Featured Resource: Core to College
- Nine Core to College states adopt a common definition of college- and career-readiness.
- Higher education steps in as an advocate and champion when the Common Core or aligned assessments come under threat in Core to College states.
Postsecondary institutions and faculty members are major stakeholders in the success of college-ready standards. The potential is tremendous: Students who show up on campus ready for credit-bearing courses don’t require costly remediation and are more likely to complete a degree on time, for less money and fewer loans. The demands are significant, too: New academic standards require reforms in teacher preparation. College placement policies need to consider the results of new college-ready assessments if the “college-ready” designation is going to be meaningful for graduating high schoolers. These implications require extensive engagement and joint action between K-12 and higher education – two sectors not always known for working together.
What We Did
In 2011, in partnership with the Carnegie Corporation of New York, William and Flora Hewlett Foundation, the Lumina Foundation and the Bill & Melinda Gates Foundation, Education First developed the vision for a network of “Core to College” states, each of which would hire a dedicated Alignment Director to push forward on three goals: 1) A common definition of college- and career-readiness in the state, 2) use of assessments aligned to college-ready standards for placement, and 3) improved overall alignment and collaboration between K-12 and higher education. Education First designed the network, and evaluated proposals from states to join, provided extensive coaching to each Alignment Director, and hosted a series of convenings focused on topics like faculty engagement, teacher preparation alignment and sustainability. Funders and Alignment Directors partnered with Education First to help steer the network as state-level efforts confronted waves of opposition to the Common Core and aligned assessments. One state had to withdraw from the network as its state legislature repealed the new standards; others grappled with rethinking their entire alignment projects as their states withdrew from the two national assessment consortia. But the first two years of alignment activities (state-level convenings, roundtables and engagement) proved valuable for most of the states. As political fights erupted, higher education stepped in to play advocacy roles in ways they likely would not have if not for the work of the Alignment Directors, particularly in states like Louisiana.
Core to College became an organic network, with state leaders traveling to one another’s convenings to present or to learn, exchanging sample agendas and placement policy statements, and identifying common needs (such as parent brochures in foreign languages about the college transition and assessments) and using Core to College as a venue from which to work on them. As a result, five states in the network – Colorado, Massachusetts, Hawaii, Oregon and Washington— are on track to adopt consortia assessments as a component of their higher education placement policy. Nine states – Colorado, Florida, Hawaii, Kentucky, Louisiana, Massachusetts, Oregon, Tennessee and North Carolina – adopted a common definition of college- and career-readiness. And the broader field took notice: The two assessment consortia, PARCC and Smarter Balanced, increasingly used the Core to College group as thought partners, sounding boards and intelligence-gathering, deriving major value from the growing expertise of the Alignment Directors. States outside of the Core to College networks have reached out to Education First to use materials developed for the network. Education First also partnered with the State Higher Education Executive Officers Association to publish a series of briefs describing an action agenda for K-12 and higher education partnership to increase student success.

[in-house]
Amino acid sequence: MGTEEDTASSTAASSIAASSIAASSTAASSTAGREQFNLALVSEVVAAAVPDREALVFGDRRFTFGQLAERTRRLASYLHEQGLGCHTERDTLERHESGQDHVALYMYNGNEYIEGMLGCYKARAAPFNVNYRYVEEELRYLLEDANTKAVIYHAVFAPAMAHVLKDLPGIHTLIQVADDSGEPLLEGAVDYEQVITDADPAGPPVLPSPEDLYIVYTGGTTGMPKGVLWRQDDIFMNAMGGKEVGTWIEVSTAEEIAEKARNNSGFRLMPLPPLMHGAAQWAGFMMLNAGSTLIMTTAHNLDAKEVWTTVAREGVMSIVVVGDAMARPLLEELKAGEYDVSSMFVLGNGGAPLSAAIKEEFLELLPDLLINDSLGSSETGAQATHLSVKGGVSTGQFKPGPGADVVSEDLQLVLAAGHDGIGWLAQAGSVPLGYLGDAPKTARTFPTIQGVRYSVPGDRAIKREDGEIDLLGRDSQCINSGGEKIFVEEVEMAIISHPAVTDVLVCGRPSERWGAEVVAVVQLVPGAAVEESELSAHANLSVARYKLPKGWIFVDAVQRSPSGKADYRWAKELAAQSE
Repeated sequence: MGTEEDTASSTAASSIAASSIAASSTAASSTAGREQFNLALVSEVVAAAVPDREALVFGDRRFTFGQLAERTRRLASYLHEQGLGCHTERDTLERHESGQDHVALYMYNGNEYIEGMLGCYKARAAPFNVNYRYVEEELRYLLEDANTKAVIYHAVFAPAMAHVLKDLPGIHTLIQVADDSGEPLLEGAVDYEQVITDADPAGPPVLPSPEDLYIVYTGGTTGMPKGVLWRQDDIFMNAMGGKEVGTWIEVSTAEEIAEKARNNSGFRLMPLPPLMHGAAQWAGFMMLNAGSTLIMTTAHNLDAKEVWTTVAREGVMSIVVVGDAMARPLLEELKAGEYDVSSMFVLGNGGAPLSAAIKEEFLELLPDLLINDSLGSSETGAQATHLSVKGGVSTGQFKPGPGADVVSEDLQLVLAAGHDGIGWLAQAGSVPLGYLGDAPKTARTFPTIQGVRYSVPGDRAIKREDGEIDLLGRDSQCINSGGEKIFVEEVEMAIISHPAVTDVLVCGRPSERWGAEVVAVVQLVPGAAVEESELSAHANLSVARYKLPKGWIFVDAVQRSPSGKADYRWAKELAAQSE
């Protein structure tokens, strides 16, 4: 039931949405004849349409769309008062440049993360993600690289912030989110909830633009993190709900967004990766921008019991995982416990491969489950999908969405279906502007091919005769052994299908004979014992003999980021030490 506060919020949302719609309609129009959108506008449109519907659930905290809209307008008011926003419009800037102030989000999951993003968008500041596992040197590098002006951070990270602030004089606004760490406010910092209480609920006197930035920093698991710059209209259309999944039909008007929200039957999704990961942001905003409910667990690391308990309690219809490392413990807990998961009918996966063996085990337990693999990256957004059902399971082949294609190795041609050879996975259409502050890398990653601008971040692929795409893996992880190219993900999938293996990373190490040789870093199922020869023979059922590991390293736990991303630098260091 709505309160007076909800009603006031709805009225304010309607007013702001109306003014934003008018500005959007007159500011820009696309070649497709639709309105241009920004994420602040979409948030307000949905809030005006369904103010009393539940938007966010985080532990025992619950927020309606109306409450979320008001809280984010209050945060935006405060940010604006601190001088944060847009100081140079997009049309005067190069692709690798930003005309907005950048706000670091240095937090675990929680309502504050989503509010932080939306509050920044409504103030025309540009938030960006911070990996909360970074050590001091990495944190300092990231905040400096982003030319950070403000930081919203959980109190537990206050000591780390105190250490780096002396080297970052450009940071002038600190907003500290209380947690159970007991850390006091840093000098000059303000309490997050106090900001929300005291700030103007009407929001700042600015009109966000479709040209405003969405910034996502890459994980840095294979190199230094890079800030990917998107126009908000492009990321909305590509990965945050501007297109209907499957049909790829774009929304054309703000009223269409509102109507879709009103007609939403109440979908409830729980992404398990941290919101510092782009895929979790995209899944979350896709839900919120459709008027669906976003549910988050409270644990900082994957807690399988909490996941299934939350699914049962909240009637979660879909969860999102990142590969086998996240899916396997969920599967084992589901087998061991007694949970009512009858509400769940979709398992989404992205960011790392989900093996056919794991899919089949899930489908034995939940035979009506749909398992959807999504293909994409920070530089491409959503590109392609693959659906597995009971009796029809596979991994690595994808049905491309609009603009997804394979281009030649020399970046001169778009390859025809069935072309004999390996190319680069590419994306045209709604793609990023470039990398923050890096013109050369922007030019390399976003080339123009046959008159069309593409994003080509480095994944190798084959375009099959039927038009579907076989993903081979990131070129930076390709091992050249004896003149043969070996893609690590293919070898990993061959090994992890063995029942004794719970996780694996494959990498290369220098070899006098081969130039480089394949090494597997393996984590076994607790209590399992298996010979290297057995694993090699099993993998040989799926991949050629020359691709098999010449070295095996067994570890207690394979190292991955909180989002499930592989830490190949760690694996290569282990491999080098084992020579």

ACT National Curriculum Survey cited by Libby Nelson, “The Common Core on Campus.” Inside Higher Ed. May 3, 2013.
Why It Matters
The payoff for the difficult work of implementing college- and career-ready standards will come when high school graduates arrive on campuses throughout the country better prepared for credit-bearing college-level work – and thereby more likely to complete meaningful postsecondary credentials or degrees and improve the nation’s knowledge capital. Students who can excel in their college courses without remediation are a major win for postsecondary faculty and institutions, and the K-12 field benefits from their help in protecting and realizing the promise of new standards.
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